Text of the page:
Weekend Reads

  1. The new variant of Covid-19 may not be more severe than before, but it is more transmissible. And that alone makes it tremendously dangerous, writes Zeynep Tufekci in The Atlantic.
  2. Lawrence Wright takes the first stab at documenting the slow-motion train wreck of the United States’ Covid-19 response, in a piece in the New Yorker titled The Plague Year.
  3. “The pandemic will end not with a declaration, but with a long, protracted exhalation. Even if everything goes according to plan, which is a significant if, the horrors of 2020 will leave lasting legacies,” writes Ed Yong in The Atlantic.
  4. In the Indian Express, Ritika Chopra tracked “86 men and women who stood first in India, between 1996 and 2015, in their Class 10 and 12 exam” in an effort to understand how their aspirations played out and what that ought to teach us as the New Education Policy rolls out.
  5. “To fulfill its role as a security provider in the region, in a way that renders it attractive to countries worried about China’s rise, India needs a formidable navy to project power. But in a post-Ladakh scenario, with priority being accorded to the army’s more pressing demands, New Delhi’s naval ambitions will be checked,” writes Sushant Singh in Foreign Policy.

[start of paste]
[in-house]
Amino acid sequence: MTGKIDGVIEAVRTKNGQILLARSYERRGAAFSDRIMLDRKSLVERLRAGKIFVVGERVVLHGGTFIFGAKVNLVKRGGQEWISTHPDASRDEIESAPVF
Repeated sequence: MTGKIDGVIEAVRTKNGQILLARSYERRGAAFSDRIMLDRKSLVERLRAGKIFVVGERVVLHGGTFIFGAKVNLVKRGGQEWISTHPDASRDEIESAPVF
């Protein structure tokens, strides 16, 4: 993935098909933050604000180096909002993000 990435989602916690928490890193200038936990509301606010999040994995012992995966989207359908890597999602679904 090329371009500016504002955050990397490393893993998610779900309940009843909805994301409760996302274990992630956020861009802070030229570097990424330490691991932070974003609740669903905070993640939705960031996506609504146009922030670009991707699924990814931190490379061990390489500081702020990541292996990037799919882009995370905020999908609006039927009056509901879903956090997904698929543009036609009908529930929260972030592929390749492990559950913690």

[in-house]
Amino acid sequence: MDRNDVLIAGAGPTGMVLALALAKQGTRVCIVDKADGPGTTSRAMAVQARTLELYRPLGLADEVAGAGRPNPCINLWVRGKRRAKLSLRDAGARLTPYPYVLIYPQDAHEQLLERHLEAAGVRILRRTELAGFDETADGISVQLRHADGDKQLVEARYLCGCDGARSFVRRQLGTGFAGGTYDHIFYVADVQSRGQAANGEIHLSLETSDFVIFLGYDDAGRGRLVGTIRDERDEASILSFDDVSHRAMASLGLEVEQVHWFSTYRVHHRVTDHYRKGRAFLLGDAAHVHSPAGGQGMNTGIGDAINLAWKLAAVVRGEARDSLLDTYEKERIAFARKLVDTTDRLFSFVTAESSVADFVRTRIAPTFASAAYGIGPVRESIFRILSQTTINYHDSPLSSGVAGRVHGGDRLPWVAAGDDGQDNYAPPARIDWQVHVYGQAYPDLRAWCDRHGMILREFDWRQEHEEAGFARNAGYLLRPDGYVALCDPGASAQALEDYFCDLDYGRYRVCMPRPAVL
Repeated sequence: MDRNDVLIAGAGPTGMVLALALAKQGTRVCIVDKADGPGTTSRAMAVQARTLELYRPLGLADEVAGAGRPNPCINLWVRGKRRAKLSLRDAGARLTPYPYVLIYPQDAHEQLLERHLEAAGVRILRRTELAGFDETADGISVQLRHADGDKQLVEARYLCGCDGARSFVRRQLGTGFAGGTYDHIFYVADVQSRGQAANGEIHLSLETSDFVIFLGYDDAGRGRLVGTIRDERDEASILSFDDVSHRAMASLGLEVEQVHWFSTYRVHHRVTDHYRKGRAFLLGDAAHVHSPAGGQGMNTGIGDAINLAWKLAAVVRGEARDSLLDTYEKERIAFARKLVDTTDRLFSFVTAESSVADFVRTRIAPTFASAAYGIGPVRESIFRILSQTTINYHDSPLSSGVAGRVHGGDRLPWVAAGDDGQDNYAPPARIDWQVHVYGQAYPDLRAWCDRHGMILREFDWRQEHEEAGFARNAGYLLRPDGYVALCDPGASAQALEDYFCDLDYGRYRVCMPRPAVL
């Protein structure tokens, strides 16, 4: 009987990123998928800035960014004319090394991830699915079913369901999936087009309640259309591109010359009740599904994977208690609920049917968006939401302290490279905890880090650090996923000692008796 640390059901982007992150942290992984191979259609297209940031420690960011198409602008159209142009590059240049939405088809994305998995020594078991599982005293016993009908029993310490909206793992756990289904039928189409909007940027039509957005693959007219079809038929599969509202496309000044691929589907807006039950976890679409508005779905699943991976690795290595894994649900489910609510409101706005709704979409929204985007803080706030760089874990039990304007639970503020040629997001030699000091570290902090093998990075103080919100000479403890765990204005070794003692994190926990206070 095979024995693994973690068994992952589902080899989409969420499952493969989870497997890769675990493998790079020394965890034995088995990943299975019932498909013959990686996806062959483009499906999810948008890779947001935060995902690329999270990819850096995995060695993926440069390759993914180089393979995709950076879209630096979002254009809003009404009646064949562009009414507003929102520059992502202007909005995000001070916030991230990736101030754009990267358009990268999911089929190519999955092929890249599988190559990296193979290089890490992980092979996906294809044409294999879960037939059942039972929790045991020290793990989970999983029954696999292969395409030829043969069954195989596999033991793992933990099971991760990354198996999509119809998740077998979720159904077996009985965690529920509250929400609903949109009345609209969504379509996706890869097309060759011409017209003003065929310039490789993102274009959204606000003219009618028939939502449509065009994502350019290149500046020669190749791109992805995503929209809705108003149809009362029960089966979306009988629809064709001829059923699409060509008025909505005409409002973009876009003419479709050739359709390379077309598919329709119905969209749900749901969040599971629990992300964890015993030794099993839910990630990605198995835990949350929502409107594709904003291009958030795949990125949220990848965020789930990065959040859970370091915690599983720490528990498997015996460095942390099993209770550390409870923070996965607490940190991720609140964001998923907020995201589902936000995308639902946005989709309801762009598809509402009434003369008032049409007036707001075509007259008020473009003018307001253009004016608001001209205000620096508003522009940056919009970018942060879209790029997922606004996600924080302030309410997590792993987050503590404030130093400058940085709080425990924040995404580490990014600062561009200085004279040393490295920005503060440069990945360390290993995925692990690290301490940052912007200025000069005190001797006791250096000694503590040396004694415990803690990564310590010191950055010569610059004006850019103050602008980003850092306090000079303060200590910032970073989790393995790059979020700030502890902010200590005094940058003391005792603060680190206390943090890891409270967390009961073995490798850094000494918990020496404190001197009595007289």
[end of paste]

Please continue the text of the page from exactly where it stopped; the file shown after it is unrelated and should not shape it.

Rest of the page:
6. In BuzzFeedNews, Alison Killing and Megha Rajagopalan use satellite photos to reveal how hundreds of detention camps or prisons in China’s Xinjiang also have factory buildings inside or alongside, suggesting that forced labour on a vast scale is taking place within.
  7. More than three years after Prime Minister Narendra Modi’s government introduced the electoral bonds scheme, which many have called a danger to Indian democracy because it encourages anonymous political funding, the challenges in the Supreme Court have gone nowhere, writes Bhadra Sinha in The Print.
  8. “The truth is we have not learnt a political language that can thread the needle of calling out the authoritarian and communal poison now in our democracy, without at the same time indicting the people,” writes Pratap Bhanu Mehta in the Indian Express. “We exude the paradoxical air of fighting for democracy without faith in the people.”
  9. Jean Dreze in the Indian Express addresses Surjit Bhalla’s attempt to insist that the stagnating child nutrition indicators in India are not alarming, saying “in his haste to knock down all suspects in one stroke, he gets entangled in a flawed attempt to dispute and downplay the evidence I had presented.”
  10. “The central, befuddling economic reality of the United States at the close of 2020 is that everything is terrible in the world, while everything is wonderful in the financial markets.” In The New York Times, Neil Irwin and Weiyi Cai explain why that is.